2) the conclusion that most Swedish users of interpretation draw when interpreting breaks down is often “interpreting doesn’t work” rather than “the interpreter was bad”. This is due to little experience with and exposure to interpretation.

People tend to just live with it and do the best they can. A few years ago some journalists and media started to discover the alarming situation and there were some articles, but the debate never really took off. Mostly, I believe because, again, the big group of individual users of community interpretation is a weak group with no strong public voice.

Now, it should be said that a lot of work has since then been done in Sweden to improve community interpreters’ competence and to certify as many interpreters as possible. There is also ongoing discussions about the agencies and their role in interpreting quality. Buyers of interpreting services have also increased their demand on the service delivered. But we are far from a well working, stable and situation, and for at least 10 of the past 20 years regression rather than development has been the term to describe the interpreting industry in Sweden.

And thanks to Tolkprojektet the spot light is now put on the absolute strict demand that we need to put on both courts, hospitals, police (society in short) and interpreting agencies as well as interpreters to make sure we provide good, secure interpretation for people in need of it. And of course also making sure that professional interpreters have a descent chance to survive on what they do for a living.

Update:
Read this post about outsourcing in the UK. And The liaison interpreter’s post about being “bad”.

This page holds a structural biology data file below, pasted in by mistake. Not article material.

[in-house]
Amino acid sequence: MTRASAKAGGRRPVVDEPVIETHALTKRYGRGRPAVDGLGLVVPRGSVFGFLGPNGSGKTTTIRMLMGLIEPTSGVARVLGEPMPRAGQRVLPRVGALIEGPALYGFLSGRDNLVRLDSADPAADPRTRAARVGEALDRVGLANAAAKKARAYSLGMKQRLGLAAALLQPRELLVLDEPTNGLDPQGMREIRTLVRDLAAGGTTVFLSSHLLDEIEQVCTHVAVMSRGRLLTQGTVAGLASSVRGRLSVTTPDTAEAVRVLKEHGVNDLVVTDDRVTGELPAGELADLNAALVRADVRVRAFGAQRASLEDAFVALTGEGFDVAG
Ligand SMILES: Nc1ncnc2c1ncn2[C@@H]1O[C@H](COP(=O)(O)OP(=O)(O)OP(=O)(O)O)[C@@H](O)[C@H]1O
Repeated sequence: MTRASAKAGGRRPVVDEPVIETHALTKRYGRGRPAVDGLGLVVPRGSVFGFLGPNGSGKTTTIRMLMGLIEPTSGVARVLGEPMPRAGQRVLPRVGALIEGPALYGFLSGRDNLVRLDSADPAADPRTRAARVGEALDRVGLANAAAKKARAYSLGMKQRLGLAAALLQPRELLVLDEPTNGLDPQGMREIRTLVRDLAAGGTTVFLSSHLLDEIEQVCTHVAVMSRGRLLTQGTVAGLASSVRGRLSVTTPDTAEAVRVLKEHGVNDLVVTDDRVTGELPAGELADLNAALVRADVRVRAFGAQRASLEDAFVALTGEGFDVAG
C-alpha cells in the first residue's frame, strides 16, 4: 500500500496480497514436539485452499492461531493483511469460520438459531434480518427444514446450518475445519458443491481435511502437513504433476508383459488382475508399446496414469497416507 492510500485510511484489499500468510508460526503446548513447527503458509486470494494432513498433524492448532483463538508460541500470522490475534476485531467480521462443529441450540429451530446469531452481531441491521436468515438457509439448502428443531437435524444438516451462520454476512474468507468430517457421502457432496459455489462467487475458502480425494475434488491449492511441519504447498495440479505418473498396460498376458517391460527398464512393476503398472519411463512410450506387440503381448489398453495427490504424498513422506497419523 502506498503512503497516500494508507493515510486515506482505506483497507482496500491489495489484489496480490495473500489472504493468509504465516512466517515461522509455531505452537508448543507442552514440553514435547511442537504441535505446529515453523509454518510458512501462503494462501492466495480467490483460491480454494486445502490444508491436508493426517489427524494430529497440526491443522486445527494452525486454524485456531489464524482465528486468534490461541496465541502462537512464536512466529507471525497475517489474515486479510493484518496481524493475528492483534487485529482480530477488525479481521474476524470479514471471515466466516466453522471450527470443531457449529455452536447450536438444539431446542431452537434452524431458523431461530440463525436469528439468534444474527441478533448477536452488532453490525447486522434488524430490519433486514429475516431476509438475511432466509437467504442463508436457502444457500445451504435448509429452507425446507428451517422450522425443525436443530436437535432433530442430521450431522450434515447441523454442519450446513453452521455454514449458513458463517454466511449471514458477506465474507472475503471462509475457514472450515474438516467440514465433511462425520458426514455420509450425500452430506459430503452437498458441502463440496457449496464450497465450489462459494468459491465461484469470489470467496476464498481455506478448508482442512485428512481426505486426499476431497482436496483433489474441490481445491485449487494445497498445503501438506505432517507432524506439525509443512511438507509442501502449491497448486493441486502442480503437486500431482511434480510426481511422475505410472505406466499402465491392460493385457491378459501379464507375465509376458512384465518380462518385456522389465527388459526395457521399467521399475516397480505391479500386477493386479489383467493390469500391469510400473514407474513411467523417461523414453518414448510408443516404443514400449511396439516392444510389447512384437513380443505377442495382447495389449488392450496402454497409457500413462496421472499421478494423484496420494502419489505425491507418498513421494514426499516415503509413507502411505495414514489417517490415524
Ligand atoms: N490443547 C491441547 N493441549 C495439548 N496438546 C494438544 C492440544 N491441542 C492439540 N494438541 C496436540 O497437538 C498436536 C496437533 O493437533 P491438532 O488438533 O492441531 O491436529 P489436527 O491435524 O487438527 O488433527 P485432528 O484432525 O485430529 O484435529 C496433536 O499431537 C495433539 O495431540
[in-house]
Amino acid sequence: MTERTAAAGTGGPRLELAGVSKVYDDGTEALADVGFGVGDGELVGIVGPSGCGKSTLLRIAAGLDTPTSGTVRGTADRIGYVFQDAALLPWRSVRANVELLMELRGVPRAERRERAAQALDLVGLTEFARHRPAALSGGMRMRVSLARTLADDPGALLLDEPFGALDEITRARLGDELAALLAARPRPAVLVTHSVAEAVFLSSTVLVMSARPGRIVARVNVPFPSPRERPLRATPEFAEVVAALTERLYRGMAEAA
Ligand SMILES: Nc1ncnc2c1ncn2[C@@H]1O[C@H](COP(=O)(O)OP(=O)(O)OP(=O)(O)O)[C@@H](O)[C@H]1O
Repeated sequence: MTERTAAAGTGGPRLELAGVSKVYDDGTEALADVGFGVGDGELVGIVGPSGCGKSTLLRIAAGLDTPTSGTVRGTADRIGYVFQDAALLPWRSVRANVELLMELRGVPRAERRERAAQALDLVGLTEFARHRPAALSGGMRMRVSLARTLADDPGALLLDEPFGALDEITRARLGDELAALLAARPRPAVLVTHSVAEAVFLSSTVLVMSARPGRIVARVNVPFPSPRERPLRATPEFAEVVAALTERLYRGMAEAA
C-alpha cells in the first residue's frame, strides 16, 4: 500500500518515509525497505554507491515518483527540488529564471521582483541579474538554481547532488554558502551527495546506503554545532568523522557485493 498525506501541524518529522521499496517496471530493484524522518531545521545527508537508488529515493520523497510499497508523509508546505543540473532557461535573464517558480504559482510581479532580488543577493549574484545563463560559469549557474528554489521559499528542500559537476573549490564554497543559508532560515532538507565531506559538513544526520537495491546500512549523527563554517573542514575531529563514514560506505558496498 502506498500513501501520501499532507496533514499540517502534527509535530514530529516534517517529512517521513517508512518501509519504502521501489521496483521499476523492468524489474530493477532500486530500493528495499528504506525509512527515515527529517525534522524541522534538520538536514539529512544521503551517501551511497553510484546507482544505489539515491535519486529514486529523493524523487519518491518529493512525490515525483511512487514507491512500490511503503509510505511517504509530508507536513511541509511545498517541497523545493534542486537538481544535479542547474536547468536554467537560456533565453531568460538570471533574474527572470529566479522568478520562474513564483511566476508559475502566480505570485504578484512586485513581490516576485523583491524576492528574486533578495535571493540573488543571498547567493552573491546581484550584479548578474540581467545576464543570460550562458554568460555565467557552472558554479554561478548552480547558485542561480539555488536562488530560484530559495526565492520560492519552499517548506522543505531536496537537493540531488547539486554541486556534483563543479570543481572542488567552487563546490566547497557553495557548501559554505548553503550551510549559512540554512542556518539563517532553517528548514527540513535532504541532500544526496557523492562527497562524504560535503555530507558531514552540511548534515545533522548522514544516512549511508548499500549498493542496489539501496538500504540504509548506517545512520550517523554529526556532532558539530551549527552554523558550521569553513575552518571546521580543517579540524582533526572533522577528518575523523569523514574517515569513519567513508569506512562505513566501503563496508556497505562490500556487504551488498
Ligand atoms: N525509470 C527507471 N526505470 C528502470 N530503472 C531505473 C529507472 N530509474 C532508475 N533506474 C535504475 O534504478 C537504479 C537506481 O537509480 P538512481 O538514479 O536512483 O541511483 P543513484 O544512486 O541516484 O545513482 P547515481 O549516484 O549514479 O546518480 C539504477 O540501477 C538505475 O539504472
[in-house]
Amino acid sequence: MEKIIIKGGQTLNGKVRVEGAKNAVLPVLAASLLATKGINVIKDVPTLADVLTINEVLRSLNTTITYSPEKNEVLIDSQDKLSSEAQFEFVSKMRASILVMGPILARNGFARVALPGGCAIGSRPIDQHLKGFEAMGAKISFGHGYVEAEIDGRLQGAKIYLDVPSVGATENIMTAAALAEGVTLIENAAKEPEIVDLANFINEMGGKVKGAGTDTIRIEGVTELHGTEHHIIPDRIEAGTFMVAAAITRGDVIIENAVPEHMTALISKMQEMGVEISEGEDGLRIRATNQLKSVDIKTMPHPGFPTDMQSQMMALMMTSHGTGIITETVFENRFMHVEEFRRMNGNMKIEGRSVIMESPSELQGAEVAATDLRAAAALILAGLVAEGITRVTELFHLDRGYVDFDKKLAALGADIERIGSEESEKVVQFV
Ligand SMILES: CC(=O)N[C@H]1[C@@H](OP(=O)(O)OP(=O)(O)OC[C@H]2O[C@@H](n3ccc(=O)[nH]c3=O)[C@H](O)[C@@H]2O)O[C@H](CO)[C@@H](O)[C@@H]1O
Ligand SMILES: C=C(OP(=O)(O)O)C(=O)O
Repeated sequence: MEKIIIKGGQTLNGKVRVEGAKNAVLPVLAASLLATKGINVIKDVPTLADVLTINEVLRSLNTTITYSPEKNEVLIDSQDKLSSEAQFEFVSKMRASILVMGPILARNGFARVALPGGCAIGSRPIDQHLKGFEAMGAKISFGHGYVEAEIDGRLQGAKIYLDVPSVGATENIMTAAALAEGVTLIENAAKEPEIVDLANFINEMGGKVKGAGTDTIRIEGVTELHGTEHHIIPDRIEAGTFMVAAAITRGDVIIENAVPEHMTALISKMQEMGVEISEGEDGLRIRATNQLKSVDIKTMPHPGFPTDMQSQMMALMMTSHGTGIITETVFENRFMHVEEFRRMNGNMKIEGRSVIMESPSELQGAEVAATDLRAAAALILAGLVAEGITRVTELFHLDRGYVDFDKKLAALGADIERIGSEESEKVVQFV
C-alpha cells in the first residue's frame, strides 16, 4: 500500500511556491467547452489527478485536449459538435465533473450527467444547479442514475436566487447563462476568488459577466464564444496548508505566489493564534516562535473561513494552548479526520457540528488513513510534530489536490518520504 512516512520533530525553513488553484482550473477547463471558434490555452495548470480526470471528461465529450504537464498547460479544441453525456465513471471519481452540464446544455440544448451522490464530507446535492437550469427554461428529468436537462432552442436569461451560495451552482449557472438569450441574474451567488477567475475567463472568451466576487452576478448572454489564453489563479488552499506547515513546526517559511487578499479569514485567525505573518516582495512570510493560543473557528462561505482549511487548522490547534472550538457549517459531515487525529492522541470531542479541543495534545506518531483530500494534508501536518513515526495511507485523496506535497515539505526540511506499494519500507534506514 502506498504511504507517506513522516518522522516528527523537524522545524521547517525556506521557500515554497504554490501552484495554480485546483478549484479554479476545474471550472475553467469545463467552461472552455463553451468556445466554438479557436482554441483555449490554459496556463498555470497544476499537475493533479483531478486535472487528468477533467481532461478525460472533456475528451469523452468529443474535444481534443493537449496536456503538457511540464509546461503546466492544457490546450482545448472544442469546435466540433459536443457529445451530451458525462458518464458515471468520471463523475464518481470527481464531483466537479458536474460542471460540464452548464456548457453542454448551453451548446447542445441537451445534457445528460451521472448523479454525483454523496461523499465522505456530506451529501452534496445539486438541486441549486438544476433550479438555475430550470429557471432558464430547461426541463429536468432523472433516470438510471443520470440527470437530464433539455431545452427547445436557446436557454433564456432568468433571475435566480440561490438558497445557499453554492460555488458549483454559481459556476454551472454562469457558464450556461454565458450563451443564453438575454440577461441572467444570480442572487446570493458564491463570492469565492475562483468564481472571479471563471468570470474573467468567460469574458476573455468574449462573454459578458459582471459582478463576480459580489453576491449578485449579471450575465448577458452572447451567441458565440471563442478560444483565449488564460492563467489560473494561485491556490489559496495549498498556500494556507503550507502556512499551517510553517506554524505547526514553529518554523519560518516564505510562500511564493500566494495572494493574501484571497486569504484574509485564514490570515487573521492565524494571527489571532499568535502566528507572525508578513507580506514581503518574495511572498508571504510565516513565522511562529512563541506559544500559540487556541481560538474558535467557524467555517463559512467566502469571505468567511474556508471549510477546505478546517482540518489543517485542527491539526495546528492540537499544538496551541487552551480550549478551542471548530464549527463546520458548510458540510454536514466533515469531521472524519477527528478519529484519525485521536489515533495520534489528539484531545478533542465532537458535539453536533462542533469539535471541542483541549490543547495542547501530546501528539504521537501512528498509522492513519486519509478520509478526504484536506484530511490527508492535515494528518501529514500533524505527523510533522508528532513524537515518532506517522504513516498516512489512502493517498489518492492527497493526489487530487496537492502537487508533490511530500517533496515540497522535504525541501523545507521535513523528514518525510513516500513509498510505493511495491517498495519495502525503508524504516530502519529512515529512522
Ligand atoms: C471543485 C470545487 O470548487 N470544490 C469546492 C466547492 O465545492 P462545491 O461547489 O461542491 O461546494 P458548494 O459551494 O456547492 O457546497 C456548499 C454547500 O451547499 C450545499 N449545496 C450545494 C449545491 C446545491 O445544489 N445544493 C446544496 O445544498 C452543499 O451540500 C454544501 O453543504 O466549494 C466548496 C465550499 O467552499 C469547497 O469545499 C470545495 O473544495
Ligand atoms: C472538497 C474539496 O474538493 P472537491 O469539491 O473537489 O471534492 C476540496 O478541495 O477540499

The Interpreting Journal Club

Doesn’t it sound a little like the Pickwick Papers or Phileas Fogg’s Reform Club? Well it may be a little less romantic but it’s certainly a completely new initiative for the interpreting world. Lionel Dersot of the Liaison Interpreter has modelled a TweetChat event after the Twitter Journal club for Medical Studies. The idea as simple as ingenious. Interested parties prepare by reading an article and decide a time to meet on Twitter or in TweetChat to discuss it. The hashtag is #IntJC.
The first article to read is about interpreting personality. The article is written by Nancy Schweda Nicolson and can be downloaded here. If you would like to take the test too it’s here. I’m an ENFP, in case you wondered.
The time and date is set for September 10th at 10 pm Tokyo time which means September 10th 3 pm Brussels time.
You can read all the details at the site Lionel created for this event here.
As you can see from Lionel’s presentation the idea is that it’s going to be an open forum for people in the industry as well as for students and other interested parties. Interpreters of all kinds.
So do sign in and join the discussion next Saturday!